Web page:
Pitchfork and Pens—Equus Amazus

Pitchfork and Pens-2

 

Equus Amazus, an animal that never ceases to amaze me.

I have been a horse crazy gal for 49 years. I have been actively involved with horses for 35 of those years. Before that I dreamed of what it would be like to be a horse or own one of my own. I read every horse story I could get my hands on. Black Beauty, all of the Black Stallion books by Walter Farley, Fury, Stallion of Broken Wheel Ranch, My Friend Flicka, and National Velvet are a few that come to mind. I also read with a great hunger all the educational and informative books I could find.

I learned to ride on my neighbor’s horses. I was self taught which means that I learned how to fall off as well as to stay on. I practiced everything I had read about when I climbed aboard whichever horse I could bum a ride. So my skill level increased, but not always with the best of form.

I rode horses that were pleasant and patient, as well as a few that probably could have killed me. Walk was not always a word that the kids in my neighborhood, as well as myself knew. We galloped across the pastures and the woods.

I would never ride a horse now the way I did back then, and I’m sure none of my horse buddies would either. We are older, wiser, and more compassionate. We did not mistreat any of the horses, but we didn’t always think that a leisurely jaunt through the woods would be more fun than a mad dash, dodging limbs and spider webs.

Equus Amazus. They took care of a horse-crazy kid.

I have been fortunate to have been able to work professionally at several breeding and training barns since my youth. I have had formal training to ride with some top riders. I have owned some really nice horses over the years as well as some that were not so nice. I rode horses that didn’t care if they smashed or threw me, or respected my personal space, and a few that were bad with their teeth; but they still did things that would amaze me, and I respected their beauty.

How can a one-thousand-pound animal move so gracefully? Trot as if they weigh nothing at all, tail flagged over their back, head held proudly? How can an animal with such fine legs run 40 miles an hour and exert tremendous pressure on one limb at a time, and do so because they love to run with no thought of the danger to themselves?

I have seen them eat a thistle or nettle with tough lips that can strip bark off your favorite tree, and probably kill it in the process, and pick the fine grains of salt or medicine from their feed and leave it in the bottom of the bucket.

Hooves that can break your arm or leg if they kick you hard enough but scratch their ears as softly as you would with your own nails.

I watched a Morgan mare I once owned step over my puppy so carefully it brought tears to screen-shot-2016-09-06-at-9-48-26-pmmy eyes. I had been sure that pup was a goner when he darted into the stall and under those hooves. My Quarter horse, Arabian cross gelding, ran out of his pen because he had been spooked by something and accidently stepped on one of the cats. He pulled his weight somehow and the cat was okay, but I have no idea how that horse did it. Amazus. My oldest daughter showed this same horse when she was very young in Pee Wee halter. He wouldn’t move unless she was far enough from his feet that he could see her clearly. Horses can’t see well right under their nose, but can see a booger a mile away and spook. Go figure.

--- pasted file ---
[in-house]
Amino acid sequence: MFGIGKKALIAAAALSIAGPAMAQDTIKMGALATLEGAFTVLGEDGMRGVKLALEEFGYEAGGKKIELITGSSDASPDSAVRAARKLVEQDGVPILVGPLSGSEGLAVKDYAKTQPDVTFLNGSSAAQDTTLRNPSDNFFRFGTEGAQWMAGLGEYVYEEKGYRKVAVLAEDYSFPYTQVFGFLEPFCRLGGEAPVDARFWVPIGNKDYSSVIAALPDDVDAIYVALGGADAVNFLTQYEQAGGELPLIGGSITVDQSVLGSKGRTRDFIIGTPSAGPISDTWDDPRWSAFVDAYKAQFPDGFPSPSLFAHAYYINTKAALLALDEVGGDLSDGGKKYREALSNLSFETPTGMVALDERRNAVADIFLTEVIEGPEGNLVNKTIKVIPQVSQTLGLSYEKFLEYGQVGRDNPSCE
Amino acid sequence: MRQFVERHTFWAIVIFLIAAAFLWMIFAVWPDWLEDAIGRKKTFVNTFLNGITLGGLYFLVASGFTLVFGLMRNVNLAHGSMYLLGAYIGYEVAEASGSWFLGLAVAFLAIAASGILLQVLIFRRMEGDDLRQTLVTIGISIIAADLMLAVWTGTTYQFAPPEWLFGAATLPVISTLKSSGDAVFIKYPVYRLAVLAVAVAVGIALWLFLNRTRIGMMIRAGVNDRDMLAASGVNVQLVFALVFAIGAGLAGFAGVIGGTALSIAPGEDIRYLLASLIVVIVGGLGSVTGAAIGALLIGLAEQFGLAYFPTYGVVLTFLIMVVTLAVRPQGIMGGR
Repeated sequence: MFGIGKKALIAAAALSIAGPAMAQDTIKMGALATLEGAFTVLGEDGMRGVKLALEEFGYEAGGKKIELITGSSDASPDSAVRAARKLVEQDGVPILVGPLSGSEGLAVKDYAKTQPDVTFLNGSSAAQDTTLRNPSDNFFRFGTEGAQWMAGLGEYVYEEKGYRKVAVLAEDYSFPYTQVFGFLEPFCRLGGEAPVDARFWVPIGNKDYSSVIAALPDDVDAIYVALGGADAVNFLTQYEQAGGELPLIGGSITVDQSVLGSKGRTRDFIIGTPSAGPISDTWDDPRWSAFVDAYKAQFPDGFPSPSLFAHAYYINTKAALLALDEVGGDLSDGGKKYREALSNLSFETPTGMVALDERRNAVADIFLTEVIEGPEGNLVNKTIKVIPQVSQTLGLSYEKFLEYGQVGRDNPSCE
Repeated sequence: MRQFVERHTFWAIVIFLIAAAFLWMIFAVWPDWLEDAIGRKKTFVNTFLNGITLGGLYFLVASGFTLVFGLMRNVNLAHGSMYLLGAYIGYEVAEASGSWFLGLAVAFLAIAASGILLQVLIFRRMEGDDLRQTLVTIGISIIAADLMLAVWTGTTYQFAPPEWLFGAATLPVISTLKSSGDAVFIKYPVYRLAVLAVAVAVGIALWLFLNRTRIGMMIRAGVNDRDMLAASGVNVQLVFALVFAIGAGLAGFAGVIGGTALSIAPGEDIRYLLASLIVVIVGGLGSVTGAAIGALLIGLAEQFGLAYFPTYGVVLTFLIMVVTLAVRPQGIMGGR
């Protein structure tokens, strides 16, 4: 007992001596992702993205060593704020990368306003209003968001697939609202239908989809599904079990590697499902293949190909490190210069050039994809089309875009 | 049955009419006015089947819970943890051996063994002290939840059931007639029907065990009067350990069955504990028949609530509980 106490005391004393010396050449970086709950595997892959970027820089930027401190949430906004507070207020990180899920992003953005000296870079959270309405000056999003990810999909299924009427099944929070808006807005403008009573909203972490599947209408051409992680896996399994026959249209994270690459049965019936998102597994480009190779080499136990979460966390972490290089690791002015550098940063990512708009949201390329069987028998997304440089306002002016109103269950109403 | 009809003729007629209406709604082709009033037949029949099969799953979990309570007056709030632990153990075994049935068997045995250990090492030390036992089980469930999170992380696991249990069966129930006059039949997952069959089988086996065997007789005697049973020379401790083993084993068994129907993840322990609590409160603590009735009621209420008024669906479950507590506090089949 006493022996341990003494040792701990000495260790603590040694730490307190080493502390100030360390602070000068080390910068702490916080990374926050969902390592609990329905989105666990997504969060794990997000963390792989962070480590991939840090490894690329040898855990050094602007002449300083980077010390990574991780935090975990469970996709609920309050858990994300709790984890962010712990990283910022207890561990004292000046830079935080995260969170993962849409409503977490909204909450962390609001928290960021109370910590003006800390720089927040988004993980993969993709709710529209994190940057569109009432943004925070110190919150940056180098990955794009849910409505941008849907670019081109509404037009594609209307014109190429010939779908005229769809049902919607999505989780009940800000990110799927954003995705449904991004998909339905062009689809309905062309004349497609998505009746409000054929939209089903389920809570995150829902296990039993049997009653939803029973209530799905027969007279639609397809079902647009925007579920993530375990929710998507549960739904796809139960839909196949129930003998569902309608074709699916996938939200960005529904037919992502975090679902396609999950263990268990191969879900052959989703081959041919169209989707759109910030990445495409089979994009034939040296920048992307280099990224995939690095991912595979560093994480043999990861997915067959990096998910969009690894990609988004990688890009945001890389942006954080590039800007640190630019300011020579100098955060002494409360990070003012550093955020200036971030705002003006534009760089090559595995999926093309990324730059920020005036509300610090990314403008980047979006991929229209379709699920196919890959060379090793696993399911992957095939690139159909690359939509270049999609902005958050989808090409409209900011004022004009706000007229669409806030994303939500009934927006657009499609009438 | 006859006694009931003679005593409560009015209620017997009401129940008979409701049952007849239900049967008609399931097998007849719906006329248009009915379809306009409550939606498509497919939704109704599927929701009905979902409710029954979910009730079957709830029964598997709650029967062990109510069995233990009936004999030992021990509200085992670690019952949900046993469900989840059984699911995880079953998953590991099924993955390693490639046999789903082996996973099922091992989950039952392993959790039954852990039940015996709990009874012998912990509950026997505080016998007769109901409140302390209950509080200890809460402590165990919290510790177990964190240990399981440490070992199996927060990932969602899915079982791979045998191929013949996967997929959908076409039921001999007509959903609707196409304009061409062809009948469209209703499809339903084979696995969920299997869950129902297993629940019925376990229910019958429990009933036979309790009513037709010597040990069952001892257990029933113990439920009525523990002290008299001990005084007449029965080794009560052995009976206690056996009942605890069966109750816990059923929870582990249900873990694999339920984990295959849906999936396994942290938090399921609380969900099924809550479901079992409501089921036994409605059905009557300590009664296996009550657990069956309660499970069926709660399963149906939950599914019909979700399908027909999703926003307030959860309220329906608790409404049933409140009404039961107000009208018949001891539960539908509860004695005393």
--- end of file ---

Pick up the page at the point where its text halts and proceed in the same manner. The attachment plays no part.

I have seen incredible acrobatics from horses at play “airs above the ground.” I have seen this from horses at liberty playing as well as the Lipizzaner who had years of training to do Levade or Capriole or Piaffe on command. Amazus.

I have also seen horses run around like crazy and make a hard turn at the fence, fall flat on their side and slide for several feet and then get up like “I meant to do that” and then take off again. Amazus. Not one scratch or broken bone. Put that same horse in a stall and tell it that we are going to a show in a week and next morning they have sliced their nostril almost off or rubbed half their mane out. Yep, that really happened. Amazus.

I had a young mare get herself evicted from my neighbor’s pasture because she decided she wanted a baby and his calves would work in a pinch. Amazus. I put her in a small pen by herself and she jumped the four-foot fence from a stand still because she wasn’t of the same state of mind. Not a scratch.

I think everyone who has watched a foal being born is amazed and touched, even if they have seen it a hundred times. That one never gets old.

The beauty and power of an animal that has been glorified by numerous writers and philosophers for centuries because they have been enthralled as well: Equus caballus—the horse—Amaze us.

Read more from Tamara Hartl!

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